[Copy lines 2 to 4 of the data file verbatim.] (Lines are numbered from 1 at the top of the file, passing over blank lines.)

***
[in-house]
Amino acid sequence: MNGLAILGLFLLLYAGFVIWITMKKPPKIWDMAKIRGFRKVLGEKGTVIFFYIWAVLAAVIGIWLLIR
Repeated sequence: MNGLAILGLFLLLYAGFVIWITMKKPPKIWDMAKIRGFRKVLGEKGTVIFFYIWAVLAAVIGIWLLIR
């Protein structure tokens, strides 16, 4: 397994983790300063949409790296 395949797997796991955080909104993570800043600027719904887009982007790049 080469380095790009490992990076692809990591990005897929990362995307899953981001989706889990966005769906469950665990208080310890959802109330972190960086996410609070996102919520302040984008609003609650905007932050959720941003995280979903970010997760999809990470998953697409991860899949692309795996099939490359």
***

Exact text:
Amino acid sequence: MNGLAILGLFLLLYAGFVIWITMKKPPKIWDMAKIRGFRKVLGEKGTVIFFYIWAVLAAVIGIWLLIR
Repeated sequence: MNGLAILGLFLLLYAGFVIWITMKKPPKIWDMAKIRGFRKVLGEKGTVIFFYIWAVLAAVIGIWLLIR
């Protein structure tokens, strides 16, 4: 397994983790300063949409790296 395949797997796991955080909104993570800043600027719904887009982007790049 080469380095790009490992990076692809990591990005897929990362995307899953981001989706889990966005769906469950665990208080310890959802109330972190960086996410609070996102919520302040984008609003609650905007932050959720941003995280979903970010997760999809990470998953697409991860899949692309795996099939490359």